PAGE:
When you’re buying your first home, your relationship with a real estate agent can either be a smooth, easy-going experience for you or a complete nightmare. If you and your agent aren’t a match, it’ll take longer for you to find the perfect home, or your current home may never sell.
To make sure you’re working with the best agent for your needs, here are five questions every buyer or seller should ask prospective real estate agents before working with them.
After earning a real estate agent license, agents should be equipped with enough knowledge to answer your questions, but their personality still matters. When vetting your agents, focus on how they respond as well as the answers they provide in order to find the agent you want to work with.
Which local self storage company do you recommend?
When you’re selling your home, agents will stress the importance of staging your house because it makes potential buyers feel more at home. Sellers will need a place to store unneeded furniture in the meantime, which is where self storage comes in.
Buyers may need a storage option, too, if they’re selling a home or don’t have space in their new house. They can put furniture, appliances and other things in there until room can be made for them. Regardless of why you need a self storage unit, for maximum convenience and peace of mind, you will probably want to make sure that it is accessible 24 hours and has a high level of security.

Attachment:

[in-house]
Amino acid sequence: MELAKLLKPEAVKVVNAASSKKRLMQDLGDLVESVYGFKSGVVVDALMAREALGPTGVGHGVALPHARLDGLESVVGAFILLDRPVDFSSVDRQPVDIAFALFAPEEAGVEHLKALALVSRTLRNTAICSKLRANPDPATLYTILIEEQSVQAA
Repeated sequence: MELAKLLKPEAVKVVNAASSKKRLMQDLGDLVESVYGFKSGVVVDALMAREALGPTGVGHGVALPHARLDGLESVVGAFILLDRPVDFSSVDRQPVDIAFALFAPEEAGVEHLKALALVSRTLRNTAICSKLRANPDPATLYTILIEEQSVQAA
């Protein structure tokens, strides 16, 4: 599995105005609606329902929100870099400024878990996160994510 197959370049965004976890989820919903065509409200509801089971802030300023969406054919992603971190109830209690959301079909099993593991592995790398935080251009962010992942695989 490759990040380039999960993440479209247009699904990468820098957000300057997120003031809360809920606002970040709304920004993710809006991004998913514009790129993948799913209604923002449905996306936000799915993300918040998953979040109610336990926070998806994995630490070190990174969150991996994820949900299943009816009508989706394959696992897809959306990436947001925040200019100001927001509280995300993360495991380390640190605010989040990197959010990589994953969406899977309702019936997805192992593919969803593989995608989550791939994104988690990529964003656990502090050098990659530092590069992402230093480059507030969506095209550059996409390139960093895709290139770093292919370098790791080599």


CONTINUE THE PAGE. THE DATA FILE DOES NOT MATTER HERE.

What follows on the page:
Do you work with both buyers and sellers?
Some real estate agents work with both buyers and sellers to expand their customer base, but these agents may not be the best option for you. Sometimes an experienced real estate agent can wear both hats and offer insight on either side of the process. Still, it’s better to work with a specialized agent because they’re more knowledgeable about your side of the process and likely have an established sales network.
How many homes have you sold in your career?
Most agents work part-time, especially when starting out, because they have another full-time job, or they might be partially retired. Full-time agents are more likely to devote more time to your needs. However, if they have a good track record, don’t count them out just yet.
If your agent of choice has had many years in the game and can sell homes quickly despite being part-time, you should consider choosing them over a full-time agent. Real estate agents close an average of 10 homes per year, so if they’re selling above that, nab them immediately.
Do you have references I can call?
While it’s good practice to research your agents online before you hire them, it’s better to speak to their past customers. If you hired an agent who is newly employed at their company, you could call their references. Even if your agent’s information is available on social media, it doesn’t tell you the full story.
Always verify your new agents with the same rigor any manager use would who is thinking about hiring them. If your agent can’t produce a list of satisfied clients, do what any other employer would do and move on. They may have something to hide, and it’s probably not worth looking into it.
How do you want to be compensated?
Real estate agents are typically paid a percentage of the commission the listing broker earns on the transaction. For example, if an agent sells a $200,000 home at a 6% commission rate, this equals a total commission of $12,000. Both the agent and the broker earn $6,000 each.
Although it’s tempting to hire an agent with a lower commission rate (or negotiate for one) to save money, they’ll likely to be inexperienced at selling homes. The average commission rate is 5.8%, so stick around that amount for a better experience.